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CHAPTER XII.

QUADRUPEDS.

Uncle Oliver. I am now going to tell you several things about the natural history of Persia. If I were to speak particularly about every beast, bird, insect, or plant in the country, it would take up too many of our evenings, and it would not be of much use, because many of the same are common in other countries. I will therefore tell you which are the principal, and if you want to know more about them, you can look into your books which describe them. If I recollect any thing remarkable about the creature or plant which I name, I will tell you of it, particularly if it be a native of Persia.

Frank. But are they all natives that are born there?

U. O. Why, yes, in one sense. But I mean such as are found there only, or such as seem to have spread into other countries from thence. We will begin with the domestic animals. They are the horse, the ass, the mule, the camel, the cow, the buffalo, the sheep, the goat, the dog, and the cat.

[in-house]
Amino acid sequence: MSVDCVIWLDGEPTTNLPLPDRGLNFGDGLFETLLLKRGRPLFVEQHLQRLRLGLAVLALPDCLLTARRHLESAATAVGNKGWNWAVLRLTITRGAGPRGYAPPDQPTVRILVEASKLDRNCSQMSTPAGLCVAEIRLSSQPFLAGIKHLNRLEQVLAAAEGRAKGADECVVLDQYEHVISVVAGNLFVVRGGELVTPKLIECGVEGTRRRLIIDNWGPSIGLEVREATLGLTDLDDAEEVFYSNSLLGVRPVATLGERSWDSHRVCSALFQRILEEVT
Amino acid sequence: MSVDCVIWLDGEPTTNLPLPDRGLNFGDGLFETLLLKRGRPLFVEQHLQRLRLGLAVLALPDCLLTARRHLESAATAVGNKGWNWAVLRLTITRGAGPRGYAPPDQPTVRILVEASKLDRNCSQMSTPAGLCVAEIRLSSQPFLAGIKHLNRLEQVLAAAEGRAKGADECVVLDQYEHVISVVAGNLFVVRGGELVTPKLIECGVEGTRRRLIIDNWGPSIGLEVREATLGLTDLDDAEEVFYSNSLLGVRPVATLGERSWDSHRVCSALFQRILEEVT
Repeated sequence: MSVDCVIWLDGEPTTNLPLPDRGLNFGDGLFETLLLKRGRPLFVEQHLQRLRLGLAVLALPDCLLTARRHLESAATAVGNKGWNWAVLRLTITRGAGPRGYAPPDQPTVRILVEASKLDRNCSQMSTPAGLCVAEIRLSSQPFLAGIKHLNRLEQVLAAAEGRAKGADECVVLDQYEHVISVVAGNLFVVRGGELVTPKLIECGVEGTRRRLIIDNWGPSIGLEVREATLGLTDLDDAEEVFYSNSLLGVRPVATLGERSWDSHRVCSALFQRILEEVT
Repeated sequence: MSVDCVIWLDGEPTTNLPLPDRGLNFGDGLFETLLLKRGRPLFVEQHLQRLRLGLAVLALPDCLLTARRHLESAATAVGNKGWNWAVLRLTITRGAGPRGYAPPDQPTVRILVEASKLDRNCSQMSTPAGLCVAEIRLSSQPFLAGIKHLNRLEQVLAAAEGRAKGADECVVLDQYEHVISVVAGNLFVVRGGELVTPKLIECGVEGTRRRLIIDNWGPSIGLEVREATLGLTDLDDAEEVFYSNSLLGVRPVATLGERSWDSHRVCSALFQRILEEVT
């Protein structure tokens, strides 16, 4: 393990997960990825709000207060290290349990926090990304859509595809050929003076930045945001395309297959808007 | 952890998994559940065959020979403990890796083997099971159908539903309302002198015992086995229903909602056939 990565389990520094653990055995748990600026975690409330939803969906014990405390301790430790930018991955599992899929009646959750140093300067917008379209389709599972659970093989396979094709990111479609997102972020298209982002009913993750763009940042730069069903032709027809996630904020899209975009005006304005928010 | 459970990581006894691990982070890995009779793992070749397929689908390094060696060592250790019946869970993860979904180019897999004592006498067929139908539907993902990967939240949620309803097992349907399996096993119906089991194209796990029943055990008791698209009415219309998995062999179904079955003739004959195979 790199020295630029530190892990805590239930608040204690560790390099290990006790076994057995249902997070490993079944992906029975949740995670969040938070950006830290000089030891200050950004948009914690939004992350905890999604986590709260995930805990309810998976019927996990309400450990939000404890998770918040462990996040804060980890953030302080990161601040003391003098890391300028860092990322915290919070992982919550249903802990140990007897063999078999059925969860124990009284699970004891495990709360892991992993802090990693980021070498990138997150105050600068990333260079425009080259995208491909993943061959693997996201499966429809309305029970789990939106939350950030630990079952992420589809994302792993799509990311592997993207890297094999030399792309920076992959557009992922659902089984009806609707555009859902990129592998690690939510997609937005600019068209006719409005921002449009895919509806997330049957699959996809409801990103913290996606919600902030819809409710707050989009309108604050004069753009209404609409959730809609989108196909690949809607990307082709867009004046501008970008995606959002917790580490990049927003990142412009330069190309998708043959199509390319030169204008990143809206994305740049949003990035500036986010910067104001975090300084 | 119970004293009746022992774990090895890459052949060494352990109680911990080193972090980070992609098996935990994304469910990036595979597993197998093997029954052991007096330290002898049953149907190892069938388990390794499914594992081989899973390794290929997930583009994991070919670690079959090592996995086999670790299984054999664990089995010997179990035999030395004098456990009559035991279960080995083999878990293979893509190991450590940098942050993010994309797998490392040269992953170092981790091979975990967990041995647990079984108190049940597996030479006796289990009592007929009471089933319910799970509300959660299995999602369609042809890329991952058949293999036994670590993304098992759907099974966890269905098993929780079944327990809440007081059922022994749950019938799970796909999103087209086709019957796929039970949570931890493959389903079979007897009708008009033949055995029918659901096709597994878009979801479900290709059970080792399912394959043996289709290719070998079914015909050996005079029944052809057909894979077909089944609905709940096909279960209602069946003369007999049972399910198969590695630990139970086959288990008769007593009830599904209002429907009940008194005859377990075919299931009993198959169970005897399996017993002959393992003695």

Henry. That is nearly the same as ours.

U. O. Yes, nearly; but which are the exceptions ?

H. Camels and buffaloes.

U. O. Yes. Let us go over the list again to see if any of them give occasion for remark. The horse has been already described, and so has the domestic ass; but now I must tell you that Persia is one of the countries in which the ass is found wild. It is hunted as game, and its flesh is considered a great delicacy.

Jane. Pah!

U. O. I have eaten it, and thought it very good, though I hardly remember what it is like. I don't agree in your “ pah,” Jane. In the country east of Persia, horse-flesh is much esteemed. Horses and asses feed on vegetables the same as oxen; and if their flesh is palatable and nourishing, I see no reason against our eating it, except that these animals are too valuable for other purposes to be reared for the shambles.

H. But is the wild ass exactly like the tame ass ?

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